Of course we are, but mostly denial. Denial about race relations. Denial that the octimom had those babies to make money from the publicity. Denial that republicans will never support The President because they want to win Washington back and they can't do it if he's successful. Denial concerning republican Governor's balking at federal funds for the same reason. Denial that we are already in a depression. Denial that trickle down economics doesn't work. Denial that the previous administration kicked their friends on Wall Street some cash before they left office. Denial that the previous administration invaded Iraq for monetary gain. Denial that the monkey cartoon was racially motivated.....and so on and so on and so on...........

    February 20, 2009 at 7:40 pm |
  14. Connie

    Judges, Attorney Generals, Police Officers, ect. who cannot be color blind and non-partisian harm our country. If they cannot interpret and enforce our laws without seeing color first should they really be in these positions. I am so tired of racism this and racism that. If the New York Post cartoon had been of President Bush or Clinton there would have been no outcry. How many pictures of President Bush did we see where President Bush's expression, face and ears resembled "Curious George"? Where was the outcry then? CNN seems to try to create a great divide – American's who voted for President Obama did so to unite – but our media and now Attorney General refuse to let us.

    February 20, 2009 at 7:13 pm |
  15. Kevin

    Look, for God knows how long, African Americans have been telling America that we have a serious problem when it comes to race, yet White America continues to ignore or shy away from it like the plague, until one day, somebody says a statement that rattles their cages to the core. That jolting you’re feeling right now is from Black America telling you we need to have a talk.

    Now, if you want to compare apples and oranges, Okay, let’s do that.

    There are some that say that there is no way that we African Americans can be racist; well, we can, but not to the level that we have seen that has been exuded from the likes of the Ku Klux Klan and ANY of their afiliates. We are asked why do we celebrate Black History Month. Simple: OUR HISTORY IS NOT COVERED IN ANY HISTORY BOOK, AND IF IT IS, ONLY A CLIFF NOTE. We celebrate it because we teach our children that they come from a heritage that has sacrificed alot for the sacred promise of freedom, from the dawn of the American Revolution to the Global War On Terrorism, there has not been one conflict in which we have not participated in.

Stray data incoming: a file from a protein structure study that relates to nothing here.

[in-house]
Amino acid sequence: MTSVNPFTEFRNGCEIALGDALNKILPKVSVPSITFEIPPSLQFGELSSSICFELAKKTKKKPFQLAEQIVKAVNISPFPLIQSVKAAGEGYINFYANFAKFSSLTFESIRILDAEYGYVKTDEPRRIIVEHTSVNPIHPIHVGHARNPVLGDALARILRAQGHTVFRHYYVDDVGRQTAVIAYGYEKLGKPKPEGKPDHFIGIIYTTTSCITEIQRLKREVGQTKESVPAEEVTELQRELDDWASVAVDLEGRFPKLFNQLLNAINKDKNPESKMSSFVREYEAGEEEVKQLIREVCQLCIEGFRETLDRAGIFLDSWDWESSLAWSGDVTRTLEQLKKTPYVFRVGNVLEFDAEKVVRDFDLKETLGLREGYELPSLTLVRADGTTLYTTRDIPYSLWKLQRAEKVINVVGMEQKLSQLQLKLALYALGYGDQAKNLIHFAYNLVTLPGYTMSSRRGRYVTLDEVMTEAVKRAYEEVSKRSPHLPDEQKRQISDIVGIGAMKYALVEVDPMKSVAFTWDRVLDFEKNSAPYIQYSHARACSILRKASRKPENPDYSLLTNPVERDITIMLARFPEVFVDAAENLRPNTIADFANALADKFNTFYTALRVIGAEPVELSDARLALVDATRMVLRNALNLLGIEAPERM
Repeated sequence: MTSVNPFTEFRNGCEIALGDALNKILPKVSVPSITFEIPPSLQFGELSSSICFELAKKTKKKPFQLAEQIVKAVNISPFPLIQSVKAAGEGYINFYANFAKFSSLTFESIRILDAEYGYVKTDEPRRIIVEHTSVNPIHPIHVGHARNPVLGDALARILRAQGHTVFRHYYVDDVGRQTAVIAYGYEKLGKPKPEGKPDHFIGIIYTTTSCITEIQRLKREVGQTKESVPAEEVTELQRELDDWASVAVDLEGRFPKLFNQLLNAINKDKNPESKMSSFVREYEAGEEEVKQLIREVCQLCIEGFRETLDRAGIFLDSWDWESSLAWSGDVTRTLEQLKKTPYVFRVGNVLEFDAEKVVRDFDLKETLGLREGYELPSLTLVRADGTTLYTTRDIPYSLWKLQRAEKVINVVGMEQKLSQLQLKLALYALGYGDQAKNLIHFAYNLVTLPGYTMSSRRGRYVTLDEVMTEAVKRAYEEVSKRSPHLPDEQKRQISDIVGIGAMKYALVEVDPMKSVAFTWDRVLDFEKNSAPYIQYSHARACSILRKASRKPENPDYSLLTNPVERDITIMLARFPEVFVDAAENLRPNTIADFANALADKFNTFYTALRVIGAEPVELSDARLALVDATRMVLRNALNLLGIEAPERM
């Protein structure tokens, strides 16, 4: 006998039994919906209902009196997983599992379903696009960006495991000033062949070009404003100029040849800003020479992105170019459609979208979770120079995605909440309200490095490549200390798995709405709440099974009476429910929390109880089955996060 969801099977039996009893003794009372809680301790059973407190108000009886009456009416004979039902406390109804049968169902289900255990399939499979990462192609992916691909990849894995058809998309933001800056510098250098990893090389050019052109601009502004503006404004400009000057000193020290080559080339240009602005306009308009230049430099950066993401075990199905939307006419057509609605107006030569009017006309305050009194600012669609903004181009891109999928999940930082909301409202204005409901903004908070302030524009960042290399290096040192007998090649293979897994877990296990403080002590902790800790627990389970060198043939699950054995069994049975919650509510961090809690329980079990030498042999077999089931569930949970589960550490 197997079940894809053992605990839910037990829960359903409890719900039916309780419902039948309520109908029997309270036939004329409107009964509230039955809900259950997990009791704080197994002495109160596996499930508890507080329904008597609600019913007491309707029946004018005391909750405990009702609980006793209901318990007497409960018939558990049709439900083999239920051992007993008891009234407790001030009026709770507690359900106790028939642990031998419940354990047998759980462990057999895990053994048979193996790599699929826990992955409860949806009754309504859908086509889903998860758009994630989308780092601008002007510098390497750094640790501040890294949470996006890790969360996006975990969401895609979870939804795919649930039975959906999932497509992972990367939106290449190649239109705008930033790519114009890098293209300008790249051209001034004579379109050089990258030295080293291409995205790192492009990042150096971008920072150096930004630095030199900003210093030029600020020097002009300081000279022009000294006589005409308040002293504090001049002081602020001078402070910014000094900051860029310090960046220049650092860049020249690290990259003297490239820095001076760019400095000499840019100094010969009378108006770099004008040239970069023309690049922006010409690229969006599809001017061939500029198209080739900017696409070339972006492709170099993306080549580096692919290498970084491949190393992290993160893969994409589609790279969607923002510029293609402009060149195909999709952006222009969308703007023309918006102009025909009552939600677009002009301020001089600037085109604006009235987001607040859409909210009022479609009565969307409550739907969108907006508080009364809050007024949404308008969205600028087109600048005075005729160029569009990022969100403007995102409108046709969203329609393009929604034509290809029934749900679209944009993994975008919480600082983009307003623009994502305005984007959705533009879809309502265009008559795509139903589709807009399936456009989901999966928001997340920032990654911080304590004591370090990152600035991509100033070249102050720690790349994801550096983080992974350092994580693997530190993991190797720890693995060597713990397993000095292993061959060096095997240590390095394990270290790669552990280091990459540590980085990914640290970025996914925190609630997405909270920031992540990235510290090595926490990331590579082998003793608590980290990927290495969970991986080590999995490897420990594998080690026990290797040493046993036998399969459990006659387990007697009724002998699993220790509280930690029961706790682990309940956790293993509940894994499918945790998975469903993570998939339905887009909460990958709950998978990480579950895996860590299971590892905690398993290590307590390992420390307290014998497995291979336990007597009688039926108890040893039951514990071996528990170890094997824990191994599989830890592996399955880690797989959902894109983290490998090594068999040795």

Time and time again, we have been subjected to police brutality, there is a MAJOR disconnect when it come to the justice and education systems, the chances of a majority of us trying to get an economic foothold is dispariging, there is a great schism when it comes to the hiring practice and trying to get a home loan is grievous, to say the least.

    As an African American, I find it disturbing, but not altogether shocking, that every February, some fool kicks some dust up, and through ignorance or incompitence, either come up with an image or a statement that greatly maligns us. WE HAVE HAD ENOUGH!!

    Colonel Benjamin O. Davis,Jr, a Tuskeegee Airmen, said it best, "Are we merely to be citizens when the mood suits you?".

    We need to talk, and if there is ANYONE out there who thinks that just because the nation has elected its first president of color that we don’t need to talk about race issues in this country, I like to bring your attention to the devise and racially charged presidential campaign that John McCain and Sarah Palin ran, I like to bring to your attention to the Republican Senator who came up with that damning CD about President Obama, I like to bring to your attention the cartoon that was Depicted in the New York Post, and as a result of you choosing not to talk, the fiery sermon Reverend Jerimiah Wright gave in church, the conversations we have amongst ourselves that can be heard in our barber shops and at our kitchen tables at night when we eat.

    AG Eric Holder is right.

    WE NEED TO TALK. Let us sit down together, talk about the issues that trouble us so, and come up with ways to end this matter that has been a subject of heated contention between our two peoples.

    February 20, 2009 at 6:55 pm |
  16. Tony W.

    I agree with Mr. Holder's comments. Reading the comments from SN in MN is an excellent example of why we need to talk seriously about race relations and not just surperficially. Do we think just because we have an African American President that racism has vanished? I am proud of our American Citizens who saw beyond color and voted for the best person for the job. Yes we have come a long way but we have a long way to overcome subtle racism. Or make this a country where we don't have to talk about racism. Survey whites vs. blacks on racism and see the varied difference in their response. Mr. Holder's comments meant to "jog" us into meaningful dialogue to better ourselves. Let's start doing that.